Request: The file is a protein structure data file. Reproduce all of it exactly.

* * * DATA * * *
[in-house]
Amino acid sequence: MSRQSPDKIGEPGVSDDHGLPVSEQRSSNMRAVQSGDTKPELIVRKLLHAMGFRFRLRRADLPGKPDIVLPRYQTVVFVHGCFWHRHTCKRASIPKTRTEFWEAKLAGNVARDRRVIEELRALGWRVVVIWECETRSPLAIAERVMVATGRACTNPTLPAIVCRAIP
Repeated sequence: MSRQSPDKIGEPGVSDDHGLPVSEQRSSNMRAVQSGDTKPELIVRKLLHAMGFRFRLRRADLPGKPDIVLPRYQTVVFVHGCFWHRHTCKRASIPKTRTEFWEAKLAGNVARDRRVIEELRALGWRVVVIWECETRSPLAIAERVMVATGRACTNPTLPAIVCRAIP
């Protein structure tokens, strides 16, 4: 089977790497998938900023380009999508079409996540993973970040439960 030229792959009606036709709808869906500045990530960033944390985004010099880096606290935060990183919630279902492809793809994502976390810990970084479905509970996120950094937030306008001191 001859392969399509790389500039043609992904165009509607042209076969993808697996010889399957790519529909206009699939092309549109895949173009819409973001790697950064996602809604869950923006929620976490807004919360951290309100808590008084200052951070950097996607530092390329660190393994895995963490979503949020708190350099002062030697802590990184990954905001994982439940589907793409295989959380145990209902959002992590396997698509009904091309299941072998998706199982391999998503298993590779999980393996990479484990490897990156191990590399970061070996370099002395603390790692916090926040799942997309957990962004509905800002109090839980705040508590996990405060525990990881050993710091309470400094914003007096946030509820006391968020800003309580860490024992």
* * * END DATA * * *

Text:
[in-house]
Amino acid sequence: MSRQSPDKIGEPGVSDDHGLPVSEQRSSNMRAVQSGDTKPELIVRKLLHAMGFRFRLRRADLPGKPDIVLPRYQTVVFVHGCFWHRHTCKRASIPKTRTEFWEAKLAGNVARDRRVIEELRALGWRVVVIWECETRSPLAIAERVMVATGRACTNPTLPAIVCRAIP
Repeated sequence: MSRQSPDKIGEPGVSDDHGLPVSEQRSSNMRAVQSGDTKPELIVRKLLHAMGFRFRLRRADLPGKPDIVLPRYQTVVFVHGCFWHRHTCKRASIPKTRTEFWEAKLAGNVARDRRVIEELRALGWRVVVIWECETRSPLAIAERVMVATGRACTNPTLPAIVCRAIP
């Protein structure tokens, strides 16, 4: 089977790497998938900023380009999508079409996540993973970040439960 030229792959009606036709709808869906500045990530960033944390985004010099880096606290935060990183919630279902492809793809994502976390810990970084479905509970996120950094937030306008001191 001859392969399509790389500039043609992904165009509607042209076969993808697996010889399957790519529909206009699939092309549109895949173009819409973001790697950064996602809604869950923006929620976490807004919360951290309100808590008084200052951070950097996607530092390329660190393994895995963490979503949020708190350099002062030697802590990184990954905001994982439940589907793409295989959380145990209902959002992590396997698509009904091309299941072998998706199982391999998503298993590779999980393996990479484990490897990156191990590399970061070996370099002395603390790692916090926040799942997309957990962004509905800002109090839980705040508590996990405060525990990881050993710091309470400094914003007096946030509820006391968020800003309580860490024992």